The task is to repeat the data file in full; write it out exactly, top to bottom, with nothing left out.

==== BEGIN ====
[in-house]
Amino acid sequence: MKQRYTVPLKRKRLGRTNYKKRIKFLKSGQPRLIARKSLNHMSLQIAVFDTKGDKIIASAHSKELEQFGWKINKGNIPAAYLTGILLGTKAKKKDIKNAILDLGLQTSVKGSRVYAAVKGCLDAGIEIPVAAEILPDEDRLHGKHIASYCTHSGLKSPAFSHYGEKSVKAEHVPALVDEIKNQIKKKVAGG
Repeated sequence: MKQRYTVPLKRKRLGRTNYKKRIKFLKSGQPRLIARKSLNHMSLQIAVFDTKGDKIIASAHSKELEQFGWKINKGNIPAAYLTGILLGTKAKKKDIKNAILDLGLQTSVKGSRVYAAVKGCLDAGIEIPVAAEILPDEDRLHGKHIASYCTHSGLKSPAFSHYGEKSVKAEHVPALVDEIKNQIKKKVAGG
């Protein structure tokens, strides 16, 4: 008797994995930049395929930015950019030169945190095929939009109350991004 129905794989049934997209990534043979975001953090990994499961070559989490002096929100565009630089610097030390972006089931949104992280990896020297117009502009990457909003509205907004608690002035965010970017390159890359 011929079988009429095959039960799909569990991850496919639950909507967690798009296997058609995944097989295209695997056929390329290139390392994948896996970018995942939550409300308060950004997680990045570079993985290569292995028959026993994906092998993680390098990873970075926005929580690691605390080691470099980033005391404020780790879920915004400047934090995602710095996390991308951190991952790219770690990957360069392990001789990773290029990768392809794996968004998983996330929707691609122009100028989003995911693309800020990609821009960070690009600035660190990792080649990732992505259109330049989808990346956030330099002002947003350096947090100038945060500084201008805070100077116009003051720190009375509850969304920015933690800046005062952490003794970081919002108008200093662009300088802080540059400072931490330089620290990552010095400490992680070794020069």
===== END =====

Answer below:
[in-house]
Amino acid sequence: MKQRYTVPLKRKRLGRTNYKKRIKFLKSGQPRLIARKSLNHMSLQIAVFDTKGDKIIASAHSKELEQFGWKINKGNIPAAYLTGILLGTKAKKKDIKNAILDLGLQTSVKGSRVYAAVKGCLDAGIEIPVAAEILPDEDRLHGKHIASYCTHSGLKSPAFSHYGEKSVKAEHVPALVDEIKNQIKKKVAGG
Repeated sequence: MKQRYTVPLKRKRLGRTNYKKRIKFLKSGQPRLIARKSLNHMSLQIAVFDTKGDKIIASAHSKELEQFGWKINKGNIPAAYLTGILLGTKAKKKDIKNAILDLGLQTSVKGSRVYAAVKGCLDAGIEIPVAAEILPDEDRLHGKHIASYCTHSGLKSPAFSHYGEKSVKAEHVPALVDEIKNQIKKKVAGG
């Protein structure tokens, strides 16, 4: 008797994995930049395929930015950019030169945190095929939009109350991004 129905794989049934997209990534043979975001953090990994499961070559989490002096929100565009630089610097030390972006089931949104992280990896020297117009502009990457909003509205907004608690002035965010970017390159890359 011929079988009429095959039960799909569990991850496919639950909507967690798009296997058609995944097989295209695997056929390329290139390392994948896996970018995942939550409300308060950004997680990045570079993985290569292995028959026993994906092998993680390098990873970075926005929580690691605390080691470099980033005391404020780790879920915004400047934090995602710095996390991308951190991952790219770690990957360069392990001789990773290029990768392809794996968004998983996330929707691609122009100028989003995911693309800020990609821009960070690009600035660190990792080649990732992505259109330049989808990346956030330099002002947003350096947090100038945060500084201008805070100077116009003051720190009375509850969304920015933690800046005062952490003794970081919002108008200093662009300088802080540059400072931490330089620290990552010095400490992680070794020069």